Portland Area Artist Emergency Relief Fund

‘A world of uncertainty’

Voices from the front: Arts philanthropist Ronni Lacroute says COVID-19 is forcing arts groups to think in new ways. Her role? “I just calm people down a lot.”

If you’ve attended plays or concerts in Portland or visited the Oregon Shakespeare Festival in Ashland with any regularity over the past decade, chances are good you owe at least one afternoon or evening of cultural enrichment to philanthropist Ronni Lacroute.

Lacroute lives in Yamhill County, where in 1991 she co-founded a vineyard and world-class winery on property that had been a cattle farm. As co-owner with her former husband of WillaKenzie Estate, she immersed herself in the wine business for a quarter century, until the winery was sold in 2016.

Lacroute, whose father was in the foreign service, had traveled extensively abroad in her youth. She studied romance languages and literature and has degrees from Cornell University, the University of Michigan, and both the licence ès lettres and the maîtrise ès lettres in North American literature from the Paris-Sorbonne University. She was a college professor and taught French language and culture in high school in Massachusetts in the 1970s and 1980s.


OREGON IN SHUTDOWN: VOICES FROM THE FRONT


Along the way, she became a patron of the arts and for years has given widely to a variety of Oregon arts organizations. She’s a generous donor to arts programs at Linfield College in McMinnville, where she’s a member of the Board of Trustees. (From the Department of Full Disclosure: She’s also a donor to Oregon ArtsWatch, and earlier this year I appeared in a play at Gallery Theater in McMinnville that she sponsored.)

Ronni Lacroute says arts organizations hardest hit by the coronavirus shutdown are those locked into a venue, like a symphony hall or a theater that doesn’t allow flexible spacing. Smaller, project-based companies are better able to look at alternatives. Photo by: Carolyn Wells-Kramer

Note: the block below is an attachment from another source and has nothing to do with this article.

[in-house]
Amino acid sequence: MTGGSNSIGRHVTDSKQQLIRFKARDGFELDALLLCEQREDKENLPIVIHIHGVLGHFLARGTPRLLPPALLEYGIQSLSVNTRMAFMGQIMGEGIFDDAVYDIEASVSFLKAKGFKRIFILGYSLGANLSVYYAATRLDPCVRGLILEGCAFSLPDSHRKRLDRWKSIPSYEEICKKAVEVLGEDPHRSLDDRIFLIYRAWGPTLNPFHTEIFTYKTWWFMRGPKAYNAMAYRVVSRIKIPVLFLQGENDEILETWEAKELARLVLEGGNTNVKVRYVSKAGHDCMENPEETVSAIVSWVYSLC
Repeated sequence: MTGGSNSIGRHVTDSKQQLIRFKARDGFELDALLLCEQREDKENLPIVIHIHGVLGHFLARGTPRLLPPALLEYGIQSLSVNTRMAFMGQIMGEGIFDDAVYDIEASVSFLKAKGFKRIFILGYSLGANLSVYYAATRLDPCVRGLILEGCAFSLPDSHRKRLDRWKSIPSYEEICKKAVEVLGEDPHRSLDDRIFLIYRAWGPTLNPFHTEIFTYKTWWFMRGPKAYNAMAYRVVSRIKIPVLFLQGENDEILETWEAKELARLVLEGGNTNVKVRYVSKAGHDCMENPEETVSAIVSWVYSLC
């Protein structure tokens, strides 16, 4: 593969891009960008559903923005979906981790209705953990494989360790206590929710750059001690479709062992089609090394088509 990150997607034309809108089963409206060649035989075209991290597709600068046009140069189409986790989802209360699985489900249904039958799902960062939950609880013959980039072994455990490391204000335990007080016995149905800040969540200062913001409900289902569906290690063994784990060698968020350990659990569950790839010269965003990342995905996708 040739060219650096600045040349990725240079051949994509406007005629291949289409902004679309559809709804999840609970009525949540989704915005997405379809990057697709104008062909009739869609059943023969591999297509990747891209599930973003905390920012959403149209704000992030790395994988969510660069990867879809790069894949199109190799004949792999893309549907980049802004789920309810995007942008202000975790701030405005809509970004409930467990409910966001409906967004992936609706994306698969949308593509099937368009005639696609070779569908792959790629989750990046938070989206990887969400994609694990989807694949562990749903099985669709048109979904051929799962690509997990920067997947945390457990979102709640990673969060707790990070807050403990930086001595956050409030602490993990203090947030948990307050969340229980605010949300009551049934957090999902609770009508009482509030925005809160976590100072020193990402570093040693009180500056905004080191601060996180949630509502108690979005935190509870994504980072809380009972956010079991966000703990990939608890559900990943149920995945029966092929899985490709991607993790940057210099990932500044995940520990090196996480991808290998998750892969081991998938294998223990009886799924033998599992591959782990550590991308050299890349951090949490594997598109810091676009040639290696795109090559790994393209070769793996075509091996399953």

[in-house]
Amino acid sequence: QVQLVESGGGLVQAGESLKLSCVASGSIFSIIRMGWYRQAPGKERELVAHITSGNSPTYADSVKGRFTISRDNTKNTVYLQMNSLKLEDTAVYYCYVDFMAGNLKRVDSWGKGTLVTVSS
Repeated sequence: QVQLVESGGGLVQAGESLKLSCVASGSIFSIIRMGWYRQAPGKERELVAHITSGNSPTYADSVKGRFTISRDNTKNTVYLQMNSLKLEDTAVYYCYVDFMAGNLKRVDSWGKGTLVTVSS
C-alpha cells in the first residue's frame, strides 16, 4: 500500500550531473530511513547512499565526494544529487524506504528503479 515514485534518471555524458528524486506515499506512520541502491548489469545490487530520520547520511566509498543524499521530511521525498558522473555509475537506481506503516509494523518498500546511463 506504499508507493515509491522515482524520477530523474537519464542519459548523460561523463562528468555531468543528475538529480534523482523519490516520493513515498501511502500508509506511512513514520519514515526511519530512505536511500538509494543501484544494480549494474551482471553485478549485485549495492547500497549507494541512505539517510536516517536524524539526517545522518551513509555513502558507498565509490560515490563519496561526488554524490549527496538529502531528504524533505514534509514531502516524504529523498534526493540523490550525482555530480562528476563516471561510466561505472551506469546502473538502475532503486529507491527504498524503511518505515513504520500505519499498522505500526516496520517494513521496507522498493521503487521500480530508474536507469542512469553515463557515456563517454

Ronni Lacroute says smaller and project-based arts organizations that have flexibility in terms of venue are coming up with creative alternative ways of connecting with audiences. Photo by: Carolyn Wells-Kramer

She now is involved full time in individual philanthropy, holding nonstop meetings with the nonprofit community. She’s particularly interested in artistic projects and groups that promote important conversations across social, economic, and political divides and that effect social change.

Because Lacroute is so connected with the region’s artistic life, we thought it would be enlightening to find out what she’s hearing in the wake of COVID-19. A lot, it turns out. And she was more than happy to share. The following interview was conducted via Facetime and has been edited for length and clarity.

Tell me what it was like for you, when this really hit, as far as your meetings and contacts.

Lacroute: Well really, the only thing in my life that’s changed is no live meetings. I used to have people here every single day for meetings. The structure of my work life was to meet live and spend a couple of hours brainstorming ideas. It’s really hard to do that when you just have a phone call. You don’t do that for two hours. We exchange ideas, but how much can you put into an email or a 10-minute phone conversation? I’m missing the depth of exploration that we had before, where people were expecting that we’re going to hang out until we have some plans.

How did those conversations change once everyone really understood what was happening?

Continues…